By Ryan Michaels
The Birmingham Times
(Another installment in Birmingham Times/AL.com joint series on Gun Violence in the City)
For the past 30 years, Felicia Mearon has worked in each of the city’s four precincts as a crime prevention officer (CPO) for the Birmingham Police Department (BPD), a position that has enabled her to connect and communicate with residents on all socioeconomic levels and a broad range of racial and religious backgrounds.
“You have to have that ability to reach out to all people because that’s who the BPD serves—we serve all people,” said Mearon, who has worked out of the West Precinct for about 18 years.
“I pride myself on making sure I can do everything in my power to improve the quality of life of the people in the communities I serve,” she added. “Even if it’s not a police issue, I do what I can to get that issue to where it needs to go in the city. … Any little thing I’m able to do is very rewarding.”
The CPO position is a civilian role, so Mearon serves as the go-between for BPD and residents, which involves having a strong ability to maintain relationships with community members while working with law enforcement.
“It takes time, working and talking with people, and just reassuring them that the [confidential] information they give to me stays with me,” she said. “[I] help them address their concerns, and then I speak on behalf of the residents for the police.”
“But there’s a flip side,” Mearon added. “A lot of times, the residents think the police have authority, which they may not, so I have to speak for the police on that particular side. … [My position] gives me the opportunity to try and balance the two.”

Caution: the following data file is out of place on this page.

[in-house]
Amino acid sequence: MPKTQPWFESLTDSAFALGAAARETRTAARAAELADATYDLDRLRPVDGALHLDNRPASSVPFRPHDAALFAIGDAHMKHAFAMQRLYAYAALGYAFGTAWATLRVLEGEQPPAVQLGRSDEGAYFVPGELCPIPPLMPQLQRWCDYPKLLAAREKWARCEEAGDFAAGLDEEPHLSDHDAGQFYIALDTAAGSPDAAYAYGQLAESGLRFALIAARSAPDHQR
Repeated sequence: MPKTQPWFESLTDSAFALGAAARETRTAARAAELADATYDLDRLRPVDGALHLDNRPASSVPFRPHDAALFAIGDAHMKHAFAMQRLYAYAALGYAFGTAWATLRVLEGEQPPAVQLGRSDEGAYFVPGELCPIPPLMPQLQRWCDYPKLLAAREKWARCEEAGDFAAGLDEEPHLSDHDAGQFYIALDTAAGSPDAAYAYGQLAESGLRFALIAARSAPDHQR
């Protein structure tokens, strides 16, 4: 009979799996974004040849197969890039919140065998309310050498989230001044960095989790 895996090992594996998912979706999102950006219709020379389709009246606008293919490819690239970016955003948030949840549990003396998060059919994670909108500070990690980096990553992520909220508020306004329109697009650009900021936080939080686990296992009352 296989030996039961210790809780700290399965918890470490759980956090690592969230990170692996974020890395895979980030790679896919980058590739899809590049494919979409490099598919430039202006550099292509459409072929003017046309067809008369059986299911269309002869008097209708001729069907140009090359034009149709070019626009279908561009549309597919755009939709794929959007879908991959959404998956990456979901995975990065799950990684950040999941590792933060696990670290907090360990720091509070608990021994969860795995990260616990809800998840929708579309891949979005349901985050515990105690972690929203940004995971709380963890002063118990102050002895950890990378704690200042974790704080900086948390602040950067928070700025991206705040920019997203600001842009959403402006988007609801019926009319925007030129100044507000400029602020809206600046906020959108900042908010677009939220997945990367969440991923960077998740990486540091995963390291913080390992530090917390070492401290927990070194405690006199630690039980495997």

“One morning, I saw a young lady on the corner, and she had a domestic violence relationship issue. I got [Mearon] on the phone, and she gave me options for resolving the situation. The young lady didn’t want to have any kind of dealings with the police department at all, but she was willing to communicate to me.”
After Trone shared the young woman’s story with Mearon, assistance was provided without going through the regular law enforcement channels, which allowed everyone to avoid escalating the situation.
Mearon’s CPO role is now more important than ever.
This year, Birmingham so far has seen 117 homicides through Tuesday Oct. 11 according to AL.com. Homicides in the city are up 33.3 percent this year versus the same time last year, according to the Birmingham Police Department. Currently, the city is on pace to reach nearly 150 homicides. The highest number in recent memory was 141 in 1991, according to AL.com’s Carol Robinson.
With those numbers seeming to increase daily, AL.com and The Birmingham Times will collaborate on a series of reports focusing on the contributing factors that may have fueled the high rate of homicides in 2022 and magnifying the voices of those who are affected by violence or working in areas to reduce some of the crime.
Additional reporting and storytelling will be provided on a biweekly or monthly basis, covering topics that include but are not limited to domestic violence, education, guns, and accountability. This partnership will also look at solutions offered by those who work daily in this space, including law enforcement, community activists, and mental health professionals.